On a Concord CD produced by the great jazz arranger Benny Golson, for example, I was quite taken with the presentation of the Momentum gear on cuts like “Whisper Not,” which features Al Jarreau. Even as Jarreau croons away, the bass line, which is deep and can be somewhat murky on lesser gear, was clearly audible. Ditto for piano. On the Golson album the deepest notes resounded with an authority and decisiveness and richness that reminded of what I recently heard in New York at Dizzy’s Coca-Cola Club, where I recently had the good fortune to see the Jamaican jazz pianist Monty Alexander. If you’re familiar with Alexander’s playing, you know that it’s no holds barred. I’m not going to tell you that the Momentums can match the dynamism of a live jazz band with two full sets of drummers, one on each end of the stage, going at full force. Nothing can. But in setting up the bass foundation, the Momentum amps and preamp also allowed me to hear more fully what the dCS Vivaldi stack was transmitting. Another album that vividly brought this home was the British trumpeter Alison Balsom’s daring CD called Caprice on EMI Classics. The timpani whacks on Mozart’s “Rondo alla turca” are powerful and vividly defined, emanating from the rear of the hall. The plucks of the Gothenburg Symphony Orchestra’s bass section are also accurately captured on “Libertango.” (Incidentally, another thing that the Momentum preamplifier demonstrated was that the Vivaldi DAC sounds a lot better in scale and power when set to output 6 volts, which the Momentum can easily handle, than at the Vivaldi’s standard 2-volt setting.)
Another plus is a kind of reassuring placidity to the sound. On a Sony CD of Emanuel Ax playing Haydn piano concertos, I was struck by the flowing ease of the sound. There is a kind of understated gravity, a pearl-like enunciation of the notes that the Momentums convey. The Haydn concertos don’t indulge in the storms followed by sunlight of a Beethoven sonata, let alone the fusillade of notes in a Chopin work. Rather, they have a playful and jaunty character grounded in an earnest classicism. Once more, the Momentum amplifiers, for all their power, were able to reproduce Ax’s trills with great delicacy, allowing them to be sounded and then fade away into the distance. So here we come to the fabled decay so prized by audiophiles, which the Momentums possess in abundance—perhaps not to the extent of a tube amplifier, but still with a tenacity that conveys more than the penumbra of a note.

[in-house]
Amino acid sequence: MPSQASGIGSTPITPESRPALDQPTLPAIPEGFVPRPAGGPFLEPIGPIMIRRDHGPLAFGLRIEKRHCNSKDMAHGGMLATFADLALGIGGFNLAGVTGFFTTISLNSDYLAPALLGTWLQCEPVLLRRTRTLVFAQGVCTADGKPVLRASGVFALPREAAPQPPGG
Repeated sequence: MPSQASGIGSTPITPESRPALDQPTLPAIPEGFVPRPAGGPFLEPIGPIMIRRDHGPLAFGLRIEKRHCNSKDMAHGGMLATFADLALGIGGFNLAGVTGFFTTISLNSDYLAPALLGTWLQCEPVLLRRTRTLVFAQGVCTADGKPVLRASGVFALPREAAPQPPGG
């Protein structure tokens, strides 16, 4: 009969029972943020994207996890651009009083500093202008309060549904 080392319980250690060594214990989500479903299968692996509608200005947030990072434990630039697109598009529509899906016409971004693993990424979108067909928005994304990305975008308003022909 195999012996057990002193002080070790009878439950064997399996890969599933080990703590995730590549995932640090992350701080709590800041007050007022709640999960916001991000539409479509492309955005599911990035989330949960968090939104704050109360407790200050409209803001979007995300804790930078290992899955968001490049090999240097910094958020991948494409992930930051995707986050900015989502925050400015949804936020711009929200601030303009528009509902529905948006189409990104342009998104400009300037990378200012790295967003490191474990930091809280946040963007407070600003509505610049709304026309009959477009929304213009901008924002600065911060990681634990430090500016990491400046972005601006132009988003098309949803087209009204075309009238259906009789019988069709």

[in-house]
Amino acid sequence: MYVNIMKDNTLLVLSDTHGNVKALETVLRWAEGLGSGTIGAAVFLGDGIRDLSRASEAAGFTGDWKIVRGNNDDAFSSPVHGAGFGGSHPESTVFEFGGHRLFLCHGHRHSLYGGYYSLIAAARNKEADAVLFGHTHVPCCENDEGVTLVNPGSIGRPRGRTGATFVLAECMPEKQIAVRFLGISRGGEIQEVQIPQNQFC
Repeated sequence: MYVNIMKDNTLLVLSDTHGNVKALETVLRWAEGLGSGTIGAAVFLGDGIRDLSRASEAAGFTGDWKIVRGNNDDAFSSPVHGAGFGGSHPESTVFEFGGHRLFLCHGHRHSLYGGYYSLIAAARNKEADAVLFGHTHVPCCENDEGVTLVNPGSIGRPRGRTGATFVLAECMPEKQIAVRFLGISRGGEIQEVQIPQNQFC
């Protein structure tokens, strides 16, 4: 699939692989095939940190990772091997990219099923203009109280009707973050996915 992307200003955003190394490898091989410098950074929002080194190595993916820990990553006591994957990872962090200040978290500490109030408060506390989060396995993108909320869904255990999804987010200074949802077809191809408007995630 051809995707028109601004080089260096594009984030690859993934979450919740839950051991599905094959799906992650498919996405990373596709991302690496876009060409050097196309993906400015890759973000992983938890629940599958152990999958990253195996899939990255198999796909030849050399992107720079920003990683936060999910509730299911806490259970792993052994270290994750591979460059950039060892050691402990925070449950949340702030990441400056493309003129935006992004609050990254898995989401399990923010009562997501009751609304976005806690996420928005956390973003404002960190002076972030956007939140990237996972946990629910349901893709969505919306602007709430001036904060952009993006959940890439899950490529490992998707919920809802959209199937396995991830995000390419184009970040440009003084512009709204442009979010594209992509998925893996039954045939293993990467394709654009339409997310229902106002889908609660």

But it’s not simply a question of a low noise floor and superb decay of the notes. Another noteworthy attribute here is that the control of the amplifiers means that the notes and instruments are properly scaled. No bloat or flab here. This is an amplifier with a six-pack. You can listen to a Haydn piano concerto played by a top-notch performer like Ax at low volume and even then it sounds like the proportions are spot on. In some ways, it even becomes more alluring because the sound hovers in the air in a rather spooky fashion. Something similar occurred on the aforementioned Alison Balsom’s rendering of Oskar Lindberg’s “Andante,” or on Jean-Baptiste Arban’s famous “Variations on Casta Diva.” There is a melting sinuosity to the sound that delivers almost more by implication than emphatic statement.